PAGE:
I was 11-years-old, sitting on the edge of my seat in a classroom with the blinds yanked shut. I was about to attend the dreaded “reproduction” unit in my fifth grade science class. I’d been thinking about this day all year – the sixth graders had told me horror stories of what I’d learn about – but I really didn’t know what to expect.
What I thought would be a class filled with secret, mysterious information was surprisingly underwhelming. All we did was listen to vague descriptions from my teacher who clearly wished she was anywhere else and watched a long, boring documentary about how a pregnancy progresses (which clearly taught me nothing, as I left fifth grade still thinking babies were magically expelled from their mothers’ stomachs). I also remember being told my period wouldn’t hurt…I still hold a grudge.
Seventh grade was when my school gave us the “sex talk.” This time, I understood a bit more than I did in fifth grade. I remember looking at diagrams and learning about STIs (a surprising amount about STIs, when I think about it). Even though the conversation had expanded a bit, one thing was at the center of this lesson: abstinence.
Abstinence-only education is a limited form of sex education whichbasically teaches adolescents to abstain from having sex unless they are in a heterosexual marriage. This typically has roots in religion (specifically Christianity) or adults being concerned that if they educate kids, they will have sex and make unsafe decisions. However, research shows the opposite is true.
Abstinence-only education does not reduce sexual risk behaviors. Rates of teen pregnancy and STIs have not decreased with abstinence-only education, and in some cases they have actually increased. Abstinence-only sex education seems to be taught out of fear that adolescents will have sex before marriage, but it has failed – 88% of teens who signed a pledge saying they would wait to have sex ended up having it before marriage.
What I received in middle school was not abstinence-only education, but it could definitely be considered “abstinence-plus.” Abstinence-plus education teaches some information about safe sex, while still emphasizing abstinence as the best option. My school taught us about condoms and preventing STIs, but they repeatedly stated abstinence was our only option for avoiding a whole host of problems which come with having sex. At the time, I thought that was all I needed to know – don’t have sex, and don’t ask questions about it. As a result, I was deeply misinformed about sex during my teenage years.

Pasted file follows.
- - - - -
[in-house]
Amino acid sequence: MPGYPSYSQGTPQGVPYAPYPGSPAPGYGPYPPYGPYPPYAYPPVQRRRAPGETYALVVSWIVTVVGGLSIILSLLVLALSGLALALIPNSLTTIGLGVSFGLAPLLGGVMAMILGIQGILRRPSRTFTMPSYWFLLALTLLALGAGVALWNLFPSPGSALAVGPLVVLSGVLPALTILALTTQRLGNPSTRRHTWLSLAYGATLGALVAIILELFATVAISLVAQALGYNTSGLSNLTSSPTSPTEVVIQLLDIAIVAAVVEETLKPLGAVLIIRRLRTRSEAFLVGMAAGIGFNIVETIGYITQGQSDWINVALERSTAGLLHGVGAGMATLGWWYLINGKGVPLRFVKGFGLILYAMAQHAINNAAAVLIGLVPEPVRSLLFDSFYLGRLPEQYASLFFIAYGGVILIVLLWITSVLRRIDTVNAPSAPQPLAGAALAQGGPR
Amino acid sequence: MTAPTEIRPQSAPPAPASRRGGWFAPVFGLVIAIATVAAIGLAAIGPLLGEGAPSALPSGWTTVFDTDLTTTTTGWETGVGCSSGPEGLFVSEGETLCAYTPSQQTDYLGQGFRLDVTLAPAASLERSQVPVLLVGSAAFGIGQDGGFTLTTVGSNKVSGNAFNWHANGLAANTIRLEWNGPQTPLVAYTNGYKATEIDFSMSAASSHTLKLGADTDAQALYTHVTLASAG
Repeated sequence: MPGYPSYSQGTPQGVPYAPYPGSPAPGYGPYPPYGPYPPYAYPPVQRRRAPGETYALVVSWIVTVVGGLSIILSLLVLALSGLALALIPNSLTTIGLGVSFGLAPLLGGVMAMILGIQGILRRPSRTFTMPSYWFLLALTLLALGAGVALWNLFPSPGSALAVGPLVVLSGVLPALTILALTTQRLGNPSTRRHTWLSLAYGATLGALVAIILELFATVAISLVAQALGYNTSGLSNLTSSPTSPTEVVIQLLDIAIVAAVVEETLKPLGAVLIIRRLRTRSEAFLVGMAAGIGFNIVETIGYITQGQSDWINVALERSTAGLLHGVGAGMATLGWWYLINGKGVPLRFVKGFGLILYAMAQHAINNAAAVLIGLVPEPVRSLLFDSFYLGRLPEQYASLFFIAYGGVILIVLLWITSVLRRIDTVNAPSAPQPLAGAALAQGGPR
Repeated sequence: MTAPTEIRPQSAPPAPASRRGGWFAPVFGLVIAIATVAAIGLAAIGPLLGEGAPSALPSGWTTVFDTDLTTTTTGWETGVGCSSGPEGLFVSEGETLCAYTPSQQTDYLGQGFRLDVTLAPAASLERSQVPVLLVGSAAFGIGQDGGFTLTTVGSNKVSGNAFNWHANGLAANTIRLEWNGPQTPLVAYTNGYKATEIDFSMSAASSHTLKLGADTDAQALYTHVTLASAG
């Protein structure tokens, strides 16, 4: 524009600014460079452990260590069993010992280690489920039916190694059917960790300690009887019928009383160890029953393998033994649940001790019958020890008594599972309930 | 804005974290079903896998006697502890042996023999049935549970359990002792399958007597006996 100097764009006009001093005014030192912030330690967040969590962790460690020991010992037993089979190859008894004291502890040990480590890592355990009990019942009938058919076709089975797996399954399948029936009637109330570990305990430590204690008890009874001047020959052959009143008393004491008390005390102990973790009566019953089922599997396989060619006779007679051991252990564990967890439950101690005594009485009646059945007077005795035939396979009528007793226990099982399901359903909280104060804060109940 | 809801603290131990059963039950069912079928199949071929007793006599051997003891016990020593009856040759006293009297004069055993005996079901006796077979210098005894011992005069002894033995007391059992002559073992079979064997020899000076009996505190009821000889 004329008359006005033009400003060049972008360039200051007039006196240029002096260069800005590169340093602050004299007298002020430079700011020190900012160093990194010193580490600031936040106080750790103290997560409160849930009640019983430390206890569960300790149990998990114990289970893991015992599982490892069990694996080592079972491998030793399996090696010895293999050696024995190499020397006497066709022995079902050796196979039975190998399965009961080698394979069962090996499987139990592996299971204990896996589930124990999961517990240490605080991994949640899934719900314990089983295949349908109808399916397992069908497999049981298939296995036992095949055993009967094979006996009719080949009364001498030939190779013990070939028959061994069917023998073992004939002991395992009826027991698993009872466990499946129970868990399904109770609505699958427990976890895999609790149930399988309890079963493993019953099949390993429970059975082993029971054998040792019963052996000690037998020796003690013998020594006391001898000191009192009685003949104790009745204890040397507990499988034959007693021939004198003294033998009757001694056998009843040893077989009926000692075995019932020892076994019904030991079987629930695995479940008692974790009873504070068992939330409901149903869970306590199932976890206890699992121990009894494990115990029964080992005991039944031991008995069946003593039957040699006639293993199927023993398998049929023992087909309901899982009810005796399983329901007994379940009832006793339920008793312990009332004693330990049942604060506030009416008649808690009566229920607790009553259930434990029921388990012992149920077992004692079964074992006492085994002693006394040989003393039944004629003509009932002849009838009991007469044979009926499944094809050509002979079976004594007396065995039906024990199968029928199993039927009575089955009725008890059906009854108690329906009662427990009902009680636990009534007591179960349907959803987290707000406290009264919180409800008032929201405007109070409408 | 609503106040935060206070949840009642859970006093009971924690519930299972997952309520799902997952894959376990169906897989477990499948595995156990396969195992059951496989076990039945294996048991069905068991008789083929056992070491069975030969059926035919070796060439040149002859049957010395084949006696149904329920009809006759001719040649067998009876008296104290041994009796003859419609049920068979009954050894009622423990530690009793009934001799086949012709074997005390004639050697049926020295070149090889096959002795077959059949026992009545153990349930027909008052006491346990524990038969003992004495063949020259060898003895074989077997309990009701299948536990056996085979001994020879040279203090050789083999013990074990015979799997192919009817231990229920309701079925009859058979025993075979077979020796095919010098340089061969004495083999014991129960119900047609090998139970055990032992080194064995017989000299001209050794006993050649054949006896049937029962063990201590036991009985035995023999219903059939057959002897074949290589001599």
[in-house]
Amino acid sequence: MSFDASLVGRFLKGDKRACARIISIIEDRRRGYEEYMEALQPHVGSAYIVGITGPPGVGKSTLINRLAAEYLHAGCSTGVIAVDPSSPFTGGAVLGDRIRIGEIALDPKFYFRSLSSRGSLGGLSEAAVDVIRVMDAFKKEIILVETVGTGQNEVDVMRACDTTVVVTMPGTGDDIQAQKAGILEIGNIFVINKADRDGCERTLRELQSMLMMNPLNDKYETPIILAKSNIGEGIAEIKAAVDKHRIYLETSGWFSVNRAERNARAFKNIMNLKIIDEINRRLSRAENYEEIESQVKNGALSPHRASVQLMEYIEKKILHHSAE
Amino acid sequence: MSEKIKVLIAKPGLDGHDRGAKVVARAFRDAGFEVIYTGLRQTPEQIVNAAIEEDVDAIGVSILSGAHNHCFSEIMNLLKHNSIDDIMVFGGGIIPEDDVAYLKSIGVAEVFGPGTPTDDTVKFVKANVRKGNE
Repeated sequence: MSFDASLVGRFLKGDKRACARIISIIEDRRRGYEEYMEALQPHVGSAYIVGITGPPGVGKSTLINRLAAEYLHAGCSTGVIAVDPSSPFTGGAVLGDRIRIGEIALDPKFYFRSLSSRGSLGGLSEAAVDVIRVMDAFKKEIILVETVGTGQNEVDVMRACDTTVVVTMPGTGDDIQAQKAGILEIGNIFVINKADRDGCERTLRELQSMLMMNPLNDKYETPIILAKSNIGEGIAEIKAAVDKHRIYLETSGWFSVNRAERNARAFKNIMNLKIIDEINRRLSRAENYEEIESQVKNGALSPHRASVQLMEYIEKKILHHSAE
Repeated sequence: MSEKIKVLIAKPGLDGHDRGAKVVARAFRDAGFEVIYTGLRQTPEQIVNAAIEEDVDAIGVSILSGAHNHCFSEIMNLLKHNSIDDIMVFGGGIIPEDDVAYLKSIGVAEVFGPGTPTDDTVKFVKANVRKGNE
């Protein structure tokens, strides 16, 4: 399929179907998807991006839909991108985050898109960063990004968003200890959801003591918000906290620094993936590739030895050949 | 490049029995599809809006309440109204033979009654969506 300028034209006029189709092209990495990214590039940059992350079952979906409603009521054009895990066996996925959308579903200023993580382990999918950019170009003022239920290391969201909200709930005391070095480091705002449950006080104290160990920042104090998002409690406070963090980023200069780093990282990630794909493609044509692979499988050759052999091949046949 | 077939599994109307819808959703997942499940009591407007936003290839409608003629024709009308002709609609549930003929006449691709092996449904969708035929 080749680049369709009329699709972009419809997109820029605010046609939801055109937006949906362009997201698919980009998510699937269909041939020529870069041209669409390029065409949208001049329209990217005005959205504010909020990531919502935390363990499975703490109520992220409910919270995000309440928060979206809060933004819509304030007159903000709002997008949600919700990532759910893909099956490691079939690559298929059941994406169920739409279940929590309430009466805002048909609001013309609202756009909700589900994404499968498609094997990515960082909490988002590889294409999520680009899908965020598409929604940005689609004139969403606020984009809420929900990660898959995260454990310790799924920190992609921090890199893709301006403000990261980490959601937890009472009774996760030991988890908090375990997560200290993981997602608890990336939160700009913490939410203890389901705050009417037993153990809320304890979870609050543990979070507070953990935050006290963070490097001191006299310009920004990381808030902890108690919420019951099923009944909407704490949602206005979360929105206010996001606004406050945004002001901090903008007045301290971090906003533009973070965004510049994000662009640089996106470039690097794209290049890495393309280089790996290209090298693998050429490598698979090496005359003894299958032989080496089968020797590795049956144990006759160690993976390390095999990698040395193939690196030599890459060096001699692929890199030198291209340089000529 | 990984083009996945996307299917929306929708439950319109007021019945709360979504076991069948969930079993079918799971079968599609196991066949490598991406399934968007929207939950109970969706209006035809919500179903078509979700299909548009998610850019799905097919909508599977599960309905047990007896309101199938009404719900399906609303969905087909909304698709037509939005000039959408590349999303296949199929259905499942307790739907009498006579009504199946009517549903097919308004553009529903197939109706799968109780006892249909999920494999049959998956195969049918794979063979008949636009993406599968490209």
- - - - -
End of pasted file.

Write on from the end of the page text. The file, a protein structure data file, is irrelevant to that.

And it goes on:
Unfortunately, my sex education was better than most. As of 2021, only seven states mandate sex education which includes healthy relationship information. 30 states mandate sex education, but abstinence-only is included in many of their curriculums. Most concerning of all, five states – Arizona, Mississippi, Texas, Florida, and Arkansas – do not mandate sex education in any form. The bottom line is that American adolescents are not getting the information they need to make safe sex choices. So what should they be getting?
The answer is comprehensive sex education.
When I was 19, I received what I consider my first “actual” sex education session. One of my gender studies professors had a campus organization come in and give us comprehensive sex ed.
Comprehensive sex education teaches adolescents about things like consent, contraception, abortion, and what sex is like beyond one married man and woman. While comprehensive sex ed still emphasizes abstinence as the best way to avoid pregnancy and STIs (which, let’s be honest, it is), studies have shown that having this information leads to more teenagers making safe sex choices. Which is why, when I finally got sex ed in college, I was so shocked at how much I didn’t know.
My fingers flew across my keyboard as I tried to take note of everything the organization discussed with us. We learned about consent in detail, passed around sex toys made of different materials to see which were safer to use, and talked about LGBTQ+ issues surrounding sex (like misconceptions from the AIDS crisis). I left the classroom elated with all of the information it had taken 19 years for anyone to tell me.
It was a bittersweet feeling, though, because I wished I had gotten comprehensive sex ed earlier. I’m pretty sure the word “consent” was never mentioned in my middle school classroom, and it would have saved many of us from a world of trouble if we knew which contraception methods were effective and which were not.
Most importantly, the sex ed I got in college was the first time I didn’t feel embarrassed or wrong to be discussing sex. Sex ed in middle school was very hush-hush – we weren’t allowed to talk about it outside the classroom, and even inside the closed blinds, people who asked questions were clearly being judged by instructors and peers alike. Stigmatizing sex ed makes it even harder for young people to learn about things that are completely normal to wonder about.
I’m grateful that, even if it took most of my life, I did receive comprehensive sex education, and I hope someday everyone will have access to it as well. Although the internet is not always reliable and all sex ed sources need to be taken with a grain of salt, here are some places to get started.
- Planned Parenthood has information about sex available for teens, parents, or educators.
- AMAZE has animated videos directed toward young teenagers that aim to “take the awkward away from sex ed.”
- Roo is a sexual health app created by Planned Parenthood that offers free and private chats with an expert, for anyone who has a question that they may not feel comfortable asking out loud.
GLSEN’s Gender Triangle Education Guide is useful for learning about gender identity, and they have other LGBTQ+ specific resources on their website as well.